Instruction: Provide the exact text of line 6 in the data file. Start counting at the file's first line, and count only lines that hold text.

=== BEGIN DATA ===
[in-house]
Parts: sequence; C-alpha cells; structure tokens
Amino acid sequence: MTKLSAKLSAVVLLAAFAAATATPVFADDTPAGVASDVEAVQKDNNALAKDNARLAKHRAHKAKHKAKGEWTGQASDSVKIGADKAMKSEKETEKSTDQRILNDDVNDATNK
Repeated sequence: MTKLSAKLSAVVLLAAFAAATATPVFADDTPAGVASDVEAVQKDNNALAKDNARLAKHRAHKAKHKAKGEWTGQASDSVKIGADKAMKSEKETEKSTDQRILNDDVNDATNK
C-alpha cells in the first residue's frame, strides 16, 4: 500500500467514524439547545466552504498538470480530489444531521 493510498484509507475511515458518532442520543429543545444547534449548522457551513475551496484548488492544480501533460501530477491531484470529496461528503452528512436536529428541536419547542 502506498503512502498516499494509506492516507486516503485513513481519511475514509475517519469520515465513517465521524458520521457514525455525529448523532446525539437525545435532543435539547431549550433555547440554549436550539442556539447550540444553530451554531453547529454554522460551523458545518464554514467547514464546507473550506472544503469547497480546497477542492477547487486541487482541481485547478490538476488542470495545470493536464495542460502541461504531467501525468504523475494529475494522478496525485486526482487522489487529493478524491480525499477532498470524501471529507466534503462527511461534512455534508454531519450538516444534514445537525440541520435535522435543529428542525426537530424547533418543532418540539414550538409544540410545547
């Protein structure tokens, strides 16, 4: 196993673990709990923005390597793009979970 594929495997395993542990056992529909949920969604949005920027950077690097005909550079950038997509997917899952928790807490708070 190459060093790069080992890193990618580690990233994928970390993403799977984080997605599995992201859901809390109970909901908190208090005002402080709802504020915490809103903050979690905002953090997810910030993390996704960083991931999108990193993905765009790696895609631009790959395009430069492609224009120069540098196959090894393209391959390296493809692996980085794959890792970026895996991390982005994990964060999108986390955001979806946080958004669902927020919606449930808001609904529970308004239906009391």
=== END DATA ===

């Protein structure tokens, strides 16, 4: 196993673990709990923005390597793009979970 594929495997395993542990056992529909949920969604949005920027950077690097005909550079950038997509997917899952928790807490708070 190459060093790069080992890193990618580690990233994928970390993403799977984080997605599995992201859901809390109970909901908190208090005002402080709802504020915490809103903050979690905002953090997810910030993390996704960083991931999108990193993905765009790696895609631009790959395009430069492609224009120069540098196959090894393209391959390296493809692996980085794959890792970026895996991390982005994990964060999108986390955001979806946080958004669902927020919606449930808001609904529970308004239906009391």